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A Lincoln Decoy

June 2024
2min read

“Ordered from Joe 6 winter yellow legs (greater). New shape and bigger. Paid him $2.” So reads the diary of one Herbert F. Hatch for Friday, July 15, 1898. “Joe” was his friend, mentor, and hunting companion Joe Lincoln, whose greater yellowlegs decoy is pictured on the opposite page.

Joseph Whiting Lincoln (1859–1938) lived in the Accord section of Hingham, Massachusetts, on Boston’s South Shore. The son of a cooper, Lincoln was a shoe-factory worker until machinery phased out his job. He then took up a variety of part-time occupations, including clock repair, upholstery, horticulture, and, beginning in the 187Os, bird carving. Working at a chopping post in a corner of the tiny shop that had been his father’s cooperage, Joe Lincoln produced some of the finest decoys ever made.

“Decoy” derives from the Dutch article de and kooi , a cage or trap, and, by extension, a cove where netting devices were set up to entrap waterfowl—“decoy ducks” being domesticated birds used to lure their wild brethren into the nets. The noun decoy now specifies an artificial bird used to entice wildfowl to within shooting range.

The native peoples of America were using various types of decoys on their hunting grounds hundreds of years before the coming of the first Europeans. Learning from the Indians, but improving on their somewhat fragile stuffed bird-skin and woven-rush models, the colonists began carving bird decoys in wood, which could endure many years of rough and watery use.

A decoy maker must be something of a naturalist, draftsman, carpenter, sculptor, painter, and even naval architect, for an old chantey has it that a good decoy “must lie in a sea and ride / Like a hove-to Gloucester schooner.” Joe Lincoln’s birds are of exceptional quality, but his methods and materials were typical. The bodies of his ducks and geese are generally of white cedar; the heads, carved separately and doweled to the bodies, are pine. His shore birds, such as this yellowlegs, are cedar, with bills of hard maple. After sawing a block from a log, he would chop out the bird’s rough form with a hatchet, refine the shape with drawknife, or spokeshave, carve details with a jackknife, and finally smooth the flowing contours with rasp and sandpaper. In virtually all his duck and goose decoys the heart of the log is centered on the breast and runs through the bird to just below the tail. Thus in the finished decoy the symmetrical pattern of the wood’s slightly raised grain is visible under the paint, suggesting the bird’s layered feathers. Joe Lincoln succeeded, as few others have, in capturing the essence of a wild bird in a piece of painted wood. This yellowlegs, with its graceful curves, undercut wings, incised and tapered beak, glass eyes, and fine coloration, represents him at his best.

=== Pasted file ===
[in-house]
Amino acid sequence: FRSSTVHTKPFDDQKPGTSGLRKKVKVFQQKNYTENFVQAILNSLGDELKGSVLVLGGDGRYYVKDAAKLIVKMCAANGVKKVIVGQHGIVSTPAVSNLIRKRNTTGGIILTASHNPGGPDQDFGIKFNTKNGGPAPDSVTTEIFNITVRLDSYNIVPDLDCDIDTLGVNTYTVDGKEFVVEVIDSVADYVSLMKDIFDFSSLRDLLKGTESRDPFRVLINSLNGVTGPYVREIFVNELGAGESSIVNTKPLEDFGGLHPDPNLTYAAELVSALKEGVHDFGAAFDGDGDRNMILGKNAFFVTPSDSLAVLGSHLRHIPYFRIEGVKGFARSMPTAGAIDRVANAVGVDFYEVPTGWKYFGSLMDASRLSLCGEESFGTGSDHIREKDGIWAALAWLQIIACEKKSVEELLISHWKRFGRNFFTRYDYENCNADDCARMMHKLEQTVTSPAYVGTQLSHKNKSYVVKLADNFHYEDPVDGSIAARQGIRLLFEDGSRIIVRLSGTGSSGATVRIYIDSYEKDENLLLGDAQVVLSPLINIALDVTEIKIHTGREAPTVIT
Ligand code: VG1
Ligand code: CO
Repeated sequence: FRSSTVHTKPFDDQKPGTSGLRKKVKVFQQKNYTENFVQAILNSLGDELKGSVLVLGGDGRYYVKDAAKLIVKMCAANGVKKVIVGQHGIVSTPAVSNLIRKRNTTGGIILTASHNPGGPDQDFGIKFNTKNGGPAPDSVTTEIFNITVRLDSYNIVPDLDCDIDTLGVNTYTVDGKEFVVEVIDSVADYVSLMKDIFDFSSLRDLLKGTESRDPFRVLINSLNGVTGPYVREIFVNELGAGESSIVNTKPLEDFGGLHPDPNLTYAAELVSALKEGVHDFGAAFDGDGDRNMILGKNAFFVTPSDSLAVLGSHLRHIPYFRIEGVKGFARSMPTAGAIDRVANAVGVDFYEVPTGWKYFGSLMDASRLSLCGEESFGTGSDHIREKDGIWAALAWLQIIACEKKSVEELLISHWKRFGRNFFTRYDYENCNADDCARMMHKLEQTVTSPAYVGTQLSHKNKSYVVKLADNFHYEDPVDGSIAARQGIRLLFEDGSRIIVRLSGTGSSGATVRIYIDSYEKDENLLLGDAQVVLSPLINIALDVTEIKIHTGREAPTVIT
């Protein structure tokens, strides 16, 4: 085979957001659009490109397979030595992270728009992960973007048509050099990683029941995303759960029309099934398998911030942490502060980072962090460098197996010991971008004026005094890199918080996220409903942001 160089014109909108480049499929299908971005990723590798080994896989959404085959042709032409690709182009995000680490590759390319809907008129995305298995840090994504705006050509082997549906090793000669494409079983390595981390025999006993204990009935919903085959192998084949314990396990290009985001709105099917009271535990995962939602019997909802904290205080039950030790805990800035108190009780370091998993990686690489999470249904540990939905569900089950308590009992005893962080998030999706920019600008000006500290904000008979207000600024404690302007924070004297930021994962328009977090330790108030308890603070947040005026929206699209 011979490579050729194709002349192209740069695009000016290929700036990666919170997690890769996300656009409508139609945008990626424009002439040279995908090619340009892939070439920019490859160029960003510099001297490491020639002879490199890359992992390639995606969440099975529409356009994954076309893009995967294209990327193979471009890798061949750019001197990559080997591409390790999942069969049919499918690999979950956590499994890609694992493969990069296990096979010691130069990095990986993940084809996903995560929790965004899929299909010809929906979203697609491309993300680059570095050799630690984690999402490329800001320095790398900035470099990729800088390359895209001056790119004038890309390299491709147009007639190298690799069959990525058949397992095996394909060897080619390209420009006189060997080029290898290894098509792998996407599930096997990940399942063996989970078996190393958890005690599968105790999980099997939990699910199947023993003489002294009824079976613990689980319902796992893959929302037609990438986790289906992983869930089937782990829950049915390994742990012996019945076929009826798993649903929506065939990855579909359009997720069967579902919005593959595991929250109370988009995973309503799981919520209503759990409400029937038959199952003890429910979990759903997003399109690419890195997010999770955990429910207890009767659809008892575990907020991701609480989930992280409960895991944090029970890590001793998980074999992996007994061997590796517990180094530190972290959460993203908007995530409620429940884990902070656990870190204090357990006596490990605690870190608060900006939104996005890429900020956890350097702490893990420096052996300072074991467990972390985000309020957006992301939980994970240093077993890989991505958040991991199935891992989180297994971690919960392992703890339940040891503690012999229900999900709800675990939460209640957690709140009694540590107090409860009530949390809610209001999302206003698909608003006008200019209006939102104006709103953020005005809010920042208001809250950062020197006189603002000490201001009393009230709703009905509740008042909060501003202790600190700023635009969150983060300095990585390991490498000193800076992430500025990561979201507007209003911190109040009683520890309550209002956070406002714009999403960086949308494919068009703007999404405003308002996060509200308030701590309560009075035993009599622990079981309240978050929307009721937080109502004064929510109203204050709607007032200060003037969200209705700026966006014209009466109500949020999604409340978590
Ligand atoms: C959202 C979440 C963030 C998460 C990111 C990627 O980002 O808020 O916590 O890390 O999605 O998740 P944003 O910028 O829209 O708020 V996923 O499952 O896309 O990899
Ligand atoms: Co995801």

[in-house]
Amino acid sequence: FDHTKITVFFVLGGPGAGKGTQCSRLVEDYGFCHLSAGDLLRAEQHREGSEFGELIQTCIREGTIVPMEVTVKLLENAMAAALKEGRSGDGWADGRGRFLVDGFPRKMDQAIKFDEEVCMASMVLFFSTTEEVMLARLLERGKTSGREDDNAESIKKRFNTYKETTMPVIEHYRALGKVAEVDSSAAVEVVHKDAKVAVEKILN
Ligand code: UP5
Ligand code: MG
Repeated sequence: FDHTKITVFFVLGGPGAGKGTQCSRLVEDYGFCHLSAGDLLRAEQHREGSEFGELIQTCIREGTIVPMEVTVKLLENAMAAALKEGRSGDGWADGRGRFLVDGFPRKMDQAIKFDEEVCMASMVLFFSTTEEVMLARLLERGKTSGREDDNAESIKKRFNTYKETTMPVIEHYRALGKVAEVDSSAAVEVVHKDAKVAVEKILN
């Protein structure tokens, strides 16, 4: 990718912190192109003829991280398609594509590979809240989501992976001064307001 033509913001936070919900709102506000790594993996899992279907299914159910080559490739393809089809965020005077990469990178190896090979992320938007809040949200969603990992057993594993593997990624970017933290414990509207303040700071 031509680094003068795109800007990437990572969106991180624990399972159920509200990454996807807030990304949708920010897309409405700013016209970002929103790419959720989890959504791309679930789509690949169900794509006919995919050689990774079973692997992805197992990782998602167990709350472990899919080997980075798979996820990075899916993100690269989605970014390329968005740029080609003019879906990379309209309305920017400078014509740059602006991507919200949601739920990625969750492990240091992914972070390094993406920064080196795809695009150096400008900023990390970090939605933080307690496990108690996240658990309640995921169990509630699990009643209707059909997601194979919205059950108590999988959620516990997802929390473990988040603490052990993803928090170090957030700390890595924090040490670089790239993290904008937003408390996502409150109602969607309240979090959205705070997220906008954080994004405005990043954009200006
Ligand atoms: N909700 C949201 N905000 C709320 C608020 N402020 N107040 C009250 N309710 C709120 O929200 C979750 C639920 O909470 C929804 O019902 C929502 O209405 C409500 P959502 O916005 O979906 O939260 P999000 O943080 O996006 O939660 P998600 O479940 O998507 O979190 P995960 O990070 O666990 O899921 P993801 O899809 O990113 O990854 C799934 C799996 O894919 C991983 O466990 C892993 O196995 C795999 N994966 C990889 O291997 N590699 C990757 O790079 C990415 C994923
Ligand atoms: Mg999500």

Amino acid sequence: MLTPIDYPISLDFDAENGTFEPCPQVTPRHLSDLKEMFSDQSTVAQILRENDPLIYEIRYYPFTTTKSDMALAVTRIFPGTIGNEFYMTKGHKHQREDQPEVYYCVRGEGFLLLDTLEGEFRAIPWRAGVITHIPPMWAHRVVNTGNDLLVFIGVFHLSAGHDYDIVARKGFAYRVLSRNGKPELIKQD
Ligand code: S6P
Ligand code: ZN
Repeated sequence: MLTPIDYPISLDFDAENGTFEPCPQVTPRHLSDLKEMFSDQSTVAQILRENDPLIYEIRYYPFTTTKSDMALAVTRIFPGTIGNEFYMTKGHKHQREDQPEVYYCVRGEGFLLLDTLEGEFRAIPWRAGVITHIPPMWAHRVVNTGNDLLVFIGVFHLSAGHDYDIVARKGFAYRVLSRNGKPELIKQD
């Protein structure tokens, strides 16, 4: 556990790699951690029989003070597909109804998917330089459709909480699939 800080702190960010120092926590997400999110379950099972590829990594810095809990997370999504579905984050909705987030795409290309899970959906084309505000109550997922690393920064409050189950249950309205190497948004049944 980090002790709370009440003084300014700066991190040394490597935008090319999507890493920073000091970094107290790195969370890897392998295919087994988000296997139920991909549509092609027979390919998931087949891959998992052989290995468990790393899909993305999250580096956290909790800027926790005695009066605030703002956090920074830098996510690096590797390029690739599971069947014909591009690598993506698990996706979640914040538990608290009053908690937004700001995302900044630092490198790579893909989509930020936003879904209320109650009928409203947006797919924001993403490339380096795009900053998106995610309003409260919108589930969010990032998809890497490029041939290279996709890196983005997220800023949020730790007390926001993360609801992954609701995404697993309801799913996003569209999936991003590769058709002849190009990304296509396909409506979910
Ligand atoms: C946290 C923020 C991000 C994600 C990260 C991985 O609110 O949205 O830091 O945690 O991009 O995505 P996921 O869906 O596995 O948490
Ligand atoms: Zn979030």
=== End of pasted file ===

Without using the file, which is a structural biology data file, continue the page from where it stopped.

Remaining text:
A decoy maker must be something of a naturalist, draftsman, sculptor, painter, and even naval architect.

The production of decoys, both hand- and machine-made, burgeoned in the mid-nineteenth century during the heyday of the market gunners—professional hunters who supplied wildfowl meat for the country’s growing population and feathers for the millinery trade. With no seasonal restrictions or bag limits, thousands of market gunners and amateur sportsmen hunted the waters of America’s great migratory flyways, each gunner equipped with a rig of decoys often consisting of hundreds of wooden “floaters” and “stick-ups.” Floater decoys represent swimming birds, such as ducks, and are ballasted to ride upright on the water, moored to a small anchor with a length of twine. Stick-up decoys generally represent small, wading shore birds and are mounted on leglike sticks that are thrust into the ground, either on dry land or in shallow water. Decoys and shotguns combined with such deadly efficiency that it was not unusual for a single hunter to record daily kills numbering in the hundreds. Sandpiper kills were usually too numerous to count by the bird and were reported instead by the bushel. At least three species—the Carolina parakeet, passenger pigeon, and Eskimo curlew—were hunted to extinction before state and federal laws were enacted to protect game birds.

The utilitarian craft of the decoy maker was first accorded recognition as an art in the landmark exhibit “American Folk Sculpture” at the Newark Museum in 1931. The art critic of The New York Times declared the decoys of one anonymous carver to be “worthy of Brancusi.” One tries to imagine Joe Lincoln’s reaction to that comment or to hearing his hardworking decoys described as “primitive polychrome wooden sculpture”—or to seeing one auctioned in 1986 for $205,000. He’d probably stroke his walrus mustache, shake his head, and start chopping out another three-for-a-dollar bird.

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